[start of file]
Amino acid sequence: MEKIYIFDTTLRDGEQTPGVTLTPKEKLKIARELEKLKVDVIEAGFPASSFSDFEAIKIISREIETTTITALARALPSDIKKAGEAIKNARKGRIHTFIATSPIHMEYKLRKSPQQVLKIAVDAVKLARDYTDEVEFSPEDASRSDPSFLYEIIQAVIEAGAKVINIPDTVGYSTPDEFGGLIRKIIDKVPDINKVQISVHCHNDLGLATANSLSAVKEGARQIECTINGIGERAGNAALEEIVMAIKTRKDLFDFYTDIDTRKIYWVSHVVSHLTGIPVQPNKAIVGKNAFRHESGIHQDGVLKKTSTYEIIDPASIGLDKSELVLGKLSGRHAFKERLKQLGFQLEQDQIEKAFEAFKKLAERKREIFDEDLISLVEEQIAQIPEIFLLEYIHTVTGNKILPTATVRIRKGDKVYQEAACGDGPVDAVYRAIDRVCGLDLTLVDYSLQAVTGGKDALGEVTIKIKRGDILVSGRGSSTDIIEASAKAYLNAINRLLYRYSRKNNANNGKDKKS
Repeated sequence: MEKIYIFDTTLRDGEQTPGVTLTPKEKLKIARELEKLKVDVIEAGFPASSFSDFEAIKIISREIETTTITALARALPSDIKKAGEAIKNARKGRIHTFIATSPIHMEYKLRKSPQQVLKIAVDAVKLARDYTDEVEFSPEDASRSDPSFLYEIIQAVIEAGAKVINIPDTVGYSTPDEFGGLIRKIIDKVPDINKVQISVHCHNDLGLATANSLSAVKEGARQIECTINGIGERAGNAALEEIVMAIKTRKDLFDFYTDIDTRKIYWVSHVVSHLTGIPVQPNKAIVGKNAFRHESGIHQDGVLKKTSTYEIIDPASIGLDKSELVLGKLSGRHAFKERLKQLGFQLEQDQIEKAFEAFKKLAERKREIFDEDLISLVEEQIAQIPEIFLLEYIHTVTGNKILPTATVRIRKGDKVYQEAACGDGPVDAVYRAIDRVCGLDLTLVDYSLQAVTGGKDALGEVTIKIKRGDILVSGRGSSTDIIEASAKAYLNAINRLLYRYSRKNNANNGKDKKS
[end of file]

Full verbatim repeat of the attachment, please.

Amino acid sequence: MEKIYIFDTTLRDGEQTPGVTLTPKEKLKIARELEKLKVDVIEAGFPASSFSDFEAIKIISREIETTTITALARALPSDIKKAGEAIKNARKGRIHTFIATSPIHMEYKLRKSPQQVLKIAVDAVKLARDYTDEVEFSPEDASRSDPSFLYEIIQAVIEAGAKVINIPDTVGYSTPDEFGGLIRKIIDKVPDINKVQISVHCHNDLGLATANSLSAVKEGARQIECTINGIGERAGNAALEEIVMAIKTRKDLFDFYTDIDTRKIYWVSHVVSHLTGIPVQPNKAIVGKNAFRHESGIHQDGVLKKTSTYEIIDPASIGLDKSELVLGKLSGRHAFKERLKQLGFQLEQDQIEKAFEAFKKLAERKREIFDEDLISLVEEQIAQIPEIFLLEYIHTVTGNKILPTATVRIRKGDKVYQEAACGDGPVDAVYRAIDRVCGLDLTLVDYSLQAVTGGKDALGEVTIKIKRGDILVSGRGSSTDIIEASAKAYLNAINRLLYRYSRKNNANNGKDKKS
Repeated sequence: MEKIYIFDTTLRDGEQTPGVTLTPKEKLKIARELEKLKVDVIEAGFPASSFSDFEAIKIISREIETTTITALARALPSDIKKAGEAIKNARKGRIHTFIATSPIHMEYKLRKSPQQVLKIAVDAVKLARDYTDEVEFSPEDASRSDPSFLYEIIQAVIEAGAKVINIPDTVGYSTPDEFGGLIRKIIDKVPDINKVQISVHCHNDLGLATANSLSAVKEGARQIECTINGIGERAGNAALEEIVMAIKTRKDLFDFYTDIDTRKIYWVSHVVSHLTGIPVQPNKAIVGKNAFRHESGIHQDGVLKKTSTYEIIDPASIGLDKSELVLGKLSGRHAFKERLKQLGFQLEQDQIEKAFEAFKKLAERKREIFDEDLISLVEEQIAQIPEIFLLEYIHTVTGNKILPTATVRIRKGDKVYQEAACGDGPVDAVYRAIDRVCGLDLTLVDYSLQAVTGGKDALGEVTIKIKRGDILVSGRGSSTDIIEASAKAYLNAINRLLYRYSRKNNANNGKDKKS